Salmon, Rice, Egg & Dill Pie with Lemon-Caper Butter



Stir the dill, parsley, cayenne pepper, lemon zest and lemon juice into the cooled rice and season, if necessary, with more salt and black pepper.  Take three-quarters of this mixture and spread it over the smaller sheet of pastry, leaving a gap of 10 mm all around the edges. Remove the skin, if any, from the fish, pull it into large flakes and arrange it on top of the rice. Peel the eggs, cut them into sixths and arrange them neatly in between the fish pieces. Sprinkle with a little extra lemon juice, salt and black pepper, plus more cayenne pepper, to taste. Now lightly pat the remaining quarter portion of rice on top, to fill any gaps between the egg and salmon pieces. Scatter with a little more finely chopped parsley and dill, and a squeeze of lemon juice.

Using a pastry brush, brush beaten egg all the way round the edges of the pastry. Lift the bigger piece of pastry and place it carefully on top. You may need to stretch this top layer slightly. Seal the edges, either by pressing them together firmly, or by folding up the lower edge in small pleats. Make a decorative border by pressing the tines of a fork into the pastry's edges. Make a big eye and mouth for your pastry using the off-cuts of pastry, and use the rim of a small shot-glass to create a fish-scale effect. With the edge of a metal spatula, mark the tail of the fish. Poke a few small slits in the pastry, using the tip of a sharp knife, so steam can escape. Brush beaten egg all over the pie.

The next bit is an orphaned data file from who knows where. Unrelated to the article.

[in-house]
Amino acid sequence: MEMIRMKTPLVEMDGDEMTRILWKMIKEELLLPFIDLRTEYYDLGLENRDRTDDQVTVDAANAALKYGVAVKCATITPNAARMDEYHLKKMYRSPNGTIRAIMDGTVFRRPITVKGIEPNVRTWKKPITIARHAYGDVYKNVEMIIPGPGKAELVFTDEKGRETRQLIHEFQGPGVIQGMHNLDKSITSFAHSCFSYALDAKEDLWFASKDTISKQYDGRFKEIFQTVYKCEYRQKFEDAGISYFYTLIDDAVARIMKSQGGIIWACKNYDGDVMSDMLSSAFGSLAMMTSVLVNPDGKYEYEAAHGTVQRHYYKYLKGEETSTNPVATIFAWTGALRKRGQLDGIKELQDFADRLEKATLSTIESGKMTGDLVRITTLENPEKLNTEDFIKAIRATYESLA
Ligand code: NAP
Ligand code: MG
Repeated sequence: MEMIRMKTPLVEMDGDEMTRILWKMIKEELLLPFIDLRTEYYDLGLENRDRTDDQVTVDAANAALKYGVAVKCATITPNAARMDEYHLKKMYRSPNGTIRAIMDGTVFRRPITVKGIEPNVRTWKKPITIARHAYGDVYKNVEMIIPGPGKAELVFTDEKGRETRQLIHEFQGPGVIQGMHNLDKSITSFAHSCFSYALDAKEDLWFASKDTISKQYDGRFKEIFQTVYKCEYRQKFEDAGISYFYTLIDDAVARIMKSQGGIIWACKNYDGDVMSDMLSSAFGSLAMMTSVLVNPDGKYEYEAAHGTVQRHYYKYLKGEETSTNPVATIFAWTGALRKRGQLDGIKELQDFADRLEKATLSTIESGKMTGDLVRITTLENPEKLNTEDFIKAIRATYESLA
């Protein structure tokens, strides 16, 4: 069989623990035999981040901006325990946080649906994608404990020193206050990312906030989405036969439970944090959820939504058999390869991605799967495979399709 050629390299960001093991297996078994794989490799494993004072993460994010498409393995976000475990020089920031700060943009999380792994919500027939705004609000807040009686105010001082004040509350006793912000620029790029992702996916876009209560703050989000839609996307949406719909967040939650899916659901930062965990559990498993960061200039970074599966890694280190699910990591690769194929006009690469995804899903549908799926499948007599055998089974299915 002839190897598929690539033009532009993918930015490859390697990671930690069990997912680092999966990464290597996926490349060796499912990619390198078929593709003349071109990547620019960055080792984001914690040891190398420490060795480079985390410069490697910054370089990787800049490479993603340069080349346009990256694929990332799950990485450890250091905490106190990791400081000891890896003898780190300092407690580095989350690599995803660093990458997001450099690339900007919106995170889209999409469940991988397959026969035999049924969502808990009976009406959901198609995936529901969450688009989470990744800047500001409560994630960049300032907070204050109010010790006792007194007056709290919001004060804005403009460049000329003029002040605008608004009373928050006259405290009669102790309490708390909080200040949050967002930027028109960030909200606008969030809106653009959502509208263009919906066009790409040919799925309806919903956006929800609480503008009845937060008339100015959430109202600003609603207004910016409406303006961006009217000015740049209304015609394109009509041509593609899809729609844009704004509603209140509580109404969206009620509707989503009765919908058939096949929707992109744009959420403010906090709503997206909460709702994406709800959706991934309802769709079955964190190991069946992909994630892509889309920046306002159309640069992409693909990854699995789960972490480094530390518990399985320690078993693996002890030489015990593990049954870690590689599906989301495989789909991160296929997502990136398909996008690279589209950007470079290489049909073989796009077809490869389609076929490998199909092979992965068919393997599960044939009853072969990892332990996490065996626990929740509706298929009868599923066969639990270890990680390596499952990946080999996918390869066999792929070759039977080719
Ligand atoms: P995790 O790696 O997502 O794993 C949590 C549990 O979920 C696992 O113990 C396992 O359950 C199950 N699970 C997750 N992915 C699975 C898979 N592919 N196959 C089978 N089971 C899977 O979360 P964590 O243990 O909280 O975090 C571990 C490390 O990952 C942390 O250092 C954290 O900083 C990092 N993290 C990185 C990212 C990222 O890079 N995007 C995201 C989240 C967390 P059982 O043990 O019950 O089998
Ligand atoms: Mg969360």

Using two metal spatulas (you may need an extra pair of hands here) gently slide the pie onto a baking sheet lined with baking paper. Bake at 190ºC for 20-30 minutes, or until the pie is puffed, golden brown and flaky.

In the meantime, make the sauce. Melt the butter and stir in the lemon juice and capers.

Serve piping hot, with lemon wedges and sprigs of fresh dill, and pass the lemon-caper butter around in a small jug.

Serves 8. 

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3 comments:

Nina Timm said...

Wow, Jane, that pie is an art work, promise. Just when I thought it does get any better, you drizzles some butter over it, stunning stuff!!

Linda Harding said...

This is GORGEOUS WORK!!